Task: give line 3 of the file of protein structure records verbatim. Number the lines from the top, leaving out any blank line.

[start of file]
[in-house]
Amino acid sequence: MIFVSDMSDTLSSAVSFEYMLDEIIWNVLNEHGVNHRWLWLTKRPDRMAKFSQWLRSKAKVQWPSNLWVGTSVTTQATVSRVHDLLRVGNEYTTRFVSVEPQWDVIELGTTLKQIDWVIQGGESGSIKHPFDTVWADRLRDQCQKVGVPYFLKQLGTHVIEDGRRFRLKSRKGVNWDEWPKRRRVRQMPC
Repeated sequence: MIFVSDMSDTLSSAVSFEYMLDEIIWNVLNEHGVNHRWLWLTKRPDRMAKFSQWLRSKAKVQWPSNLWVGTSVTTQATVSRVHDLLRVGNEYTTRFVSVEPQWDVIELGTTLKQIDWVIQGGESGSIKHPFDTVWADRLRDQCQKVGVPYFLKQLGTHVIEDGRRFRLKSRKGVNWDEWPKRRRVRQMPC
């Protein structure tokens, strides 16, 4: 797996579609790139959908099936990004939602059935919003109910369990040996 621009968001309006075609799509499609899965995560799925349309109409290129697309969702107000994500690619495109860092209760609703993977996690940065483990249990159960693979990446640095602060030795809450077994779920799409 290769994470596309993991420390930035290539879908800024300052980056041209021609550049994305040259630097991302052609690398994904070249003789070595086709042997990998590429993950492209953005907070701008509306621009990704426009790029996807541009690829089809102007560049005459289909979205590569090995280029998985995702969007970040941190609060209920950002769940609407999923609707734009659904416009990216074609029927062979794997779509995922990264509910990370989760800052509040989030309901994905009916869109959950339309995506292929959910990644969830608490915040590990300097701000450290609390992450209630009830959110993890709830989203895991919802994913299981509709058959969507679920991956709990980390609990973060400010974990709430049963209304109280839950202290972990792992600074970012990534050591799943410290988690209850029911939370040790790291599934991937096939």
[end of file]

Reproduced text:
Repeated sequence: MIFVSDMSDTLSSAVSFEYMLDEIIWNVLNEHGVNHRWLWLTKRPDRMAKFSQWLRSKAKVQWPSNLWVGTSVTTQATVSRVHDLLRVGNEYTTRFVSVEPQWDVIELGTTLKQIDWVIQGGESGSIKHPFDTVWADRLRDQCQKVGVPYFLKQLGTHVIEDGRRFRLKSRKGVNWDEWPKRRRVRQMPC